Lack of moisture still forcing cattle producers to make difficult decisions

The lack of precipitation this fall has taken a toll on southeast Missouri cow/calf producer Charlie Besher.  “We had to sell off 80 cows this year just because of the hay,” he says. We were going to have enough for them, and the price for hay is pretty expensive. It just doesn’t pencil out for us to go and pay that expensive price for hay.”

He tells Brownfield today (Friday) was the first measurable rainfall he’s had since the end of August.  And his hay and forage crops have suffered.  “Our stockpile is down 50%,” he says.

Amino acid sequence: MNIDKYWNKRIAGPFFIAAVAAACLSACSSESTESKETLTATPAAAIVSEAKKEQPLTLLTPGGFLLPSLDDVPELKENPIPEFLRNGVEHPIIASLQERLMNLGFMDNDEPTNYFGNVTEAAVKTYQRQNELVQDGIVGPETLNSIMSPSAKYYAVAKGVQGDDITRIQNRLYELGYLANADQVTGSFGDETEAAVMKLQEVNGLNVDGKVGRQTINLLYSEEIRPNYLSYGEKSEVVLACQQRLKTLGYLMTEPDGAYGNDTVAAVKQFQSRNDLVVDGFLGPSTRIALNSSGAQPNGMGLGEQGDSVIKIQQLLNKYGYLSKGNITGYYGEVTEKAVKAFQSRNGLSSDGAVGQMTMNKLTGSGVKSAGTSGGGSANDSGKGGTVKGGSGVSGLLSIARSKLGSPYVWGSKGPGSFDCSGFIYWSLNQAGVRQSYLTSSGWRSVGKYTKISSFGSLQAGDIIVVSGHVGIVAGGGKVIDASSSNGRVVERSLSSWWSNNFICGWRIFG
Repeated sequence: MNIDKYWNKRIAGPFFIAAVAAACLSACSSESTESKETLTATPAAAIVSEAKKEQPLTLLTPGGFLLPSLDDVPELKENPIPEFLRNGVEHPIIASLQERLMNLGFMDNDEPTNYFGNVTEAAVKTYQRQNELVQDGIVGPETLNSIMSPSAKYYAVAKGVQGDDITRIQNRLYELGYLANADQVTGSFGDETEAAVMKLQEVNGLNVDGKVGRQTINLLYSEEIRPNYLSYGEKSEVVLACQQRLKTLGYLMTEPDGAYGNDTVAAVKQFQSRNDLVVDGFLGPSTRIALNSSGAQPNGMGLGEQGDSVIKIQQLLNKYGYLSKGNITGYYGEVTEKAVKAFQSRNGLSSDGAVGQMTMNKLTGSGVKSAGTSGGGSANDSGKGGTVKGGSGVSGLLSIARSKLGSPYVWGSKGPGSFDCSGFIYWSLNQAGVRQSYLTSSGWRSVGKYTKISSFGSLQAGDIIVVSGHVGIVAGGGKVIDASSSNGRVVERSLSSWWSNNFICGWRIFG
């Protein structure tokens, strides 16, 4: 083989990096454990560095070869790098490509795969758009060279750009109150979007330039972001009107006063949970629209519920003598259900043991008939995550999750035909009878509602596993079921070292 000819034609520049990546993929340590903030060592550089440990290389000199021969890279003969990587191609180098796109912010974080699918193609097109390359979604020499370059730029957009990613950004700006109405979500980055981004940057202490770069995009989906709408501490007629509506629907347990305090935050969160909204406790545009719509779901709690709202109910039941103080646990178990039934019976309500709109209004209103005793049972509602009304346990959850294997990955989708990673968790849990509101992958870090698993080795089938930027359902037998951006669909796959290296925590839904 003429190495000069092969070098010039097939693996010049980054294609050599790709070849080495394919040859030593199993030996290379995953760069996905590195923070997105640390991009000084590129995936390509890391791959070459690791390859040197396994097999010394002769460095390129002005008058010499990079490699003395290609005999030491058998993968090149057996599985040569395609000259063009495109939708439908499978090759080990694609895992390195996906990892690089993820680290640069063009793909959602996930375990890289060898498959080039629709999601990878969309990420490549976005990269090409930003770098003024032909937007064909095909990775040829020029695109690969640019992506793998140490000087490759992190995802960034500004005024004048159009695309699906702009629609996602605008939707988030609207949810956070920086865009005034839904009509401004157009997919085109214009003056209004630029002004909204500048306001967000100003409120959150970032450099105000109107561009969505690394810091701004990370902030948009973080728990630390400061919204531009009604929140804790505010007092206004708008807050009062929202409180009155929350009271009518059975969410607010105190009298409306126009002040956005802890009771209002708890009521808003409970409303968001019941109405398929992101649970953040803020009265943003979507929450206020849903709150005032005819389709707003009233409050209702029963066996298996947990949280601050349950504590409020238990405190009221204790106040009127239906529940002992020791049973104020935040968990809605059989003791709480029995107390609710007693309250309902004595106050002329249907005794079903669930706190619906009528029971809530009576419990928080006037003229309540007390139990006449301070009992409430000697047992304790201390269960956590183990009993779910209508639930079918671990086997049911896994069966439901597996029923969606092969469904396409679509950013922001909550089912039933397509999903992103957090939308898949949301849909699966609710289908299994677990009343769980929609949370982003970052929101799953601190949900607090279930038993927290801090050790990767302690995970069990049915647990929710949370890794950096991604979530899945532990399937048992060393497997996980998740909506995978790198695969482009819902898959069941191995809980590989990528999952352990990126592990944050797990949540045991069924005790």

Besher says pastures remain stressed.  With high fertilizer and input prices, he doesn’t expect the cow herd to grow anytime soon.  “You’ve got people on the verge, thinking about retirement,” he says.  “And if you can get a good price out of your cattle, and liquidate and be done, I do think we’re going to keep contracting.”

Besher is secretary of Missouri Cattlemen’s Association and also chairs the National Cattlemen’s Beef Association’s Property Rights and Environmental Management (PREM) Committee.

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